Tracking Down Fake Videos
MARY LOUISE KELLY, HOST:
Also in all Tech Considered, we continue our look this month at the many ways tech can be used to influence or undermine democracy. Today - deep fake videos.
AUDIE CORNISH, HOST:
The Defense Department considers them enough of a concern that it's working with outside experts on ways to detect them and prevent them from being made. Hany Farid is a computer science professor at Dartmouth College involved in the project. Welcome to ALL THINGS CONSIDERED.
HANY FARID: It's good to be here.
CORNISH: We're talking about videos on the radio, so I'll need a little explanation. And here is a clip of a video that you've chosen for us. And we'll play it first, and then you can tell us what's going on.
(SOUNDBITE OF VIDEO)
JORDAN PEELE: (As Barack Obama) We're entering an era in which our enemies can make it look like anyone is saying anything at any point in time, even if they would never say those things. So, for instance, they could have me say things like - I don't know - Killmonger was right. Ben Carson is in the sunken place. Or how about this? Simply - President Trump is a total and complete dip-[expletive].
CORNISH: So that sounds a little bit like President Barack Obama. But what were we really looking at?
FARID: And if you watch the video, it very much looks like President Obama. So what that is is a very sophisticated and technically new type of fake that we are seeing come out and that is being generated not by a talented artist sitting down frame by frame manipulating content but allowing a computer to generate the fake content for you. So what that video is is actually the actor Jordan Peele doing a very good Obama impersonation. And then the computer synthesizes the video, in particular the mouth of President Obama, to be consistent with what is being said.
CORNISH: How much of an expert do you need to be to make a video like this?
FARID: If we were having this conversation two years ago, I would tell you you had to be a fairly sophisticated, very good tools, lots of money and lots of expertise. And what's happening - we're simply making it easier and faster. And so today, lots of people who don't have access to the most sophisticated technology can now do that because all of the source code is available for download. And the expectation is that within the next year or two, it's going to be easier and easier and easier. That's the trend. And the output, the videos that we actually see, are going to be more and more and more sophisticated.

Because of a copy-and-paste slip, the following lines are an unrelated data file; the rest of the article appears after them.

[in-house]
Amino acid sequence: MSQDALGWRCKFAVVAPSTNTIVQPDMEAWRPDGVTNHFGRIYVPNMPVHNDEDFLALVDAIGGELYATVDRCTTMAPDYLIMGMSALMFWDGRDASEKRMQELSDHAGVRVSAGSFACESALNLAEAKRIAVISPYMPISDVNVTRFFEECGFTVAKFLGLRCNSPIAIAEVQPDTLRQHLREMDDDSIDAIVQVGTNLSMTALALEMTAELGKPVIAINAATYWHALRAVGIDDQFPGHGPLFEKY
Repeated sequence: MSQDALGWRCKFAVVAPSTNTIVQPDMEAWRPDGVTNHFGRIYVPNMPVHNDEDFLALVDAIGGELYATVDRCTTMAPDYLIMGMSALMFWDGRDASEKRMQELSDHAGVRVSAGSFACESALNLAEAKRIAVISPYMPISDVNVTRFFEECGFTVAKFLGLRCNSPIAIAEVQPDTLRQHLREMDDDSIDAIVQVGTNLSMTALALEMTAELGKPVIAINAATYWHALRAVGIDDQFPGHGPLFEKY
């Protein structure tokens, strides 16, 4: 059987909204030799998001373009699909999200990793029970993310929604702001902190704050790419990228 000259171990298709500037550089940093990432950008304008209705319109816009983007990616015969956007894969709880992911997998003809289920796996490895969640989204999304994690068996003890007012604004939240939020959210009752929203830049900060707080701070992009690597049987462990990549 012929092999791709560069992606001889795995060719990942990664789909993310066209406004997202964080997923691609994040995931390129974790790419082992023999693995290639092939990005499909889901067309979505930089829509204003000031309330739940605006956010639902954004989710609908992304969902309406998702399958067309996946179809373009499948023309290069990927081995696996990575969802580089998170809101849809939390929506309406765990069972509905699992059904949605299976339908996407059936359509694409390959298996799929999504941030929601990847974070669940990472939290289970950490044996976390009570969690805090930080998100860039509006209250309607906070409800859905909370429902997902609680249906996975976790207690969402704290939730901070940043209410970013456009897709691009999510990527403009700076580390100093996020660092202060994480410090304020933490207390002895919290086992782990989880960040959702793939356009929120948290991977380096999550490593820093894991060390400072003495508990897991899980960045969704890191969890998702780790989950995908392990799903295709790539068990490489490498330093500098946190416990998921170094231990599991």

CORNISH: Is this why DARPA, the Defense Advanced Research Projects Agency, is working on this issue? Do they consider it a national security priority?
FARID: I think it's a priority on many levels. And I should mention that DARPA started working on this before these types of, what we call, deep fakes really emerged on the scene. I think you're absolutely right that this is a national security issue. You can now create a video of the president of any country saying I've launched nuclear weapons against another country. That content can go viral online almost instantly, and you have a real threat to security. I think it's also a threat to democratic elections when anybody can create video of politicians saying and doing just about anything.
CORNISH: And that you expect to see in upcoming elections.
FARID: I think there's almost no question that we're going to see it in the midterms, and we're already seeing issues in other parts of the world with elections. I think almost certainly we're going to see this unfold in the next two years. There's almost no question about it.
CORNISH: In the meantime, most of us are not digital forensics experts. What can we do to tell the difference?
FARID: Today, I would say that many of the fakes can be detected visually because they have artifacts, but that's not easy, and it's very easy to mistake an authentic video for a fake video.
CORNISH: And you said artifacts, meaning little visual glitches.
FARID: Yeah, like things don't look quite right. But the problem is that all video has glitches in it because of the compression that is inside of the videos already. So it's a very tricky business. And in many ways, the consumer of digital content should not rely on simply looking at something and being able to tell if it's real or not. We have to rely on good, old-fashioned fact-checking. We have to do our due diligence until people like me get our act together and really are able to distribute forensic techniques that work at scale, but we're not there today. I don't think we'll be there in the next few years. And in the interim, I think we simply have to change the way we consume digital content and become more critical.
CORNISH: Hany Farid, thank you so much for speaking with us.
FARID: It's good to be here. Thank you.
KELLY: Hany Farid is a computer science professor at Dartmouth College. He is working with the Defense Department on ways to stop deep fake videos.
NPR transcripts are created on a rush deadline by Verb8tm, Inc., an NPR contractor, and produced using a proprietary transcription process developed with NPR. This text may not be in its final form and may be updated or revised in the future. Accuracy and availability may vary. The authoritative record of NPR’s programming is the audio record.